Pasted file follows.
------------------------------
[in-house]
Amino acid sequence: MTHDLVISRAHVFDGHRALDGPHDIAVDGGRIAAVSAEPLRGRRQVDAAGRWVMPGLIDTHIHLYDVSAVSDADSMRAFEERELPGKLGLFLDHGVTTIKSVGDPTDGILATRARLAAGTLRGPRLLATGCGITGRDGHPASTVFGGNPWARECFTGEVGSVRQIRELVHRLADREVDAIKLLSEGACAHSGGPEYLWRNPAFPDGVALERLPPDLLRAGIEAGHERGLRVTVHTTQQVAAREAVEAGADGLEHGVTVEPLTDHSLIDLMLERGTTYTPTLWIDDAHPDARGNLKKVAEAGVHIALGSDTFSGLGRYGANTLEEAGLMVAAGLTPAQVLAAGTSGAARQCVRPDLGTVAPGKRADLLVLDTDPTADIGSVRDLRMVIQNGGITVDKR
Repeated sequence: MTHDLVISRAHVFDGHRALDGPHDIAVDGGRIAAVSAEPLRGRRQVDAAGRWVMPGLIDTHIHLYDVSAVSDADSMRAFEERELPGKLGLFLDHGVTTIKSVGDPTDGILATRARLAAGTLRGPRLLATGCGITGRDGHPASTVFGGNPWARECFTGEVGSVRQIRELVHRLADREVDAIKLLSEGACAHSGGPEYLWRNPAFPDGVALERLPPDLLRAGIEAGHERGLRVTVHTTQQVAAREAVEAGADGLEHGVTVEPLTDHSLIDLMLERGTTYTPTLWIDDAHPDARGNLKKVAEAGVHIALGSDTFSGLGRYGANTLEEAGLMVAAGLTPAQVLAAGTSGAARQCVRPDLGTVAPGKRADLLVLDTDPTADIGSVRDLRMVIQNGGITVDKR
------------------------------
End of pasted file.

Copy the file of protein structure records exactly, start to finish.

[in-house]
Amino acid sequence: MTHDLVISRAHVFDGHRALDGPHDIAVDGGRIAAVSAEPLRGRRQVDAAGRWVMPGLIDTHIHLYDVSAVSDADSMRAFEERELPGKLGLFLDHGVTTIKSVGDPTDGILATRARLAAGTLRGPRLLATGCGITGRDGHPASTVFGGNPWARECFTGEVGSVRQIRELVHRLADREVDAIKLLSEGACAHSGGPEYLWRNPAFPDGVALERLPPDLLRAGIEAGHERGLRVTVHTTQQVAAREAVEAGADGLEHGVTVEPLTDHSLIDLMLERGTTYTPTLWIDDAHPDARGNLKKVAEAGVHIALGSDTFSGLGRYGANTLEEAGLMVAAGLTPAQVLAAGTSGAARQCVRPDLGTVAPGKRADLLVLDTDPTADIGSVRDLRMVIQNGGITVDKR
Repeated sequence: MTHDLVISRAHVFDGHRALDGPHDIAVDGGRIAAVSAEPLRGRRQVDAAGRWVMPGLIDTHIHLYDVSAVSDADSMRAFEERELPGKLGLFLDHGVTTIKSVGDPTDGILATRARLAAGTLRGPRLLATGCGITGRDGHPASTVFGGNPWARECFTGEVGSVRQIRELVHRLADREVDAIKLLSEGACAHSGGPEYLWRNPAFPDGVALERLPPDLLRAGIEAGHERGLRVTVHTTQQVAAREAVEAGADGLEHGVTVEPLTDHSLIDLMLERGTTYTPTLWIDDAHPDARGNLKKVAEAGVHIALGSDTFSGLGRYGANTLEEAGLMVAAGLTPAQVLAAGTSGAARQCVRPDLGTVAPGKRADLLVLDTDPTADIGSVRDLRMVIQNGGITVDKR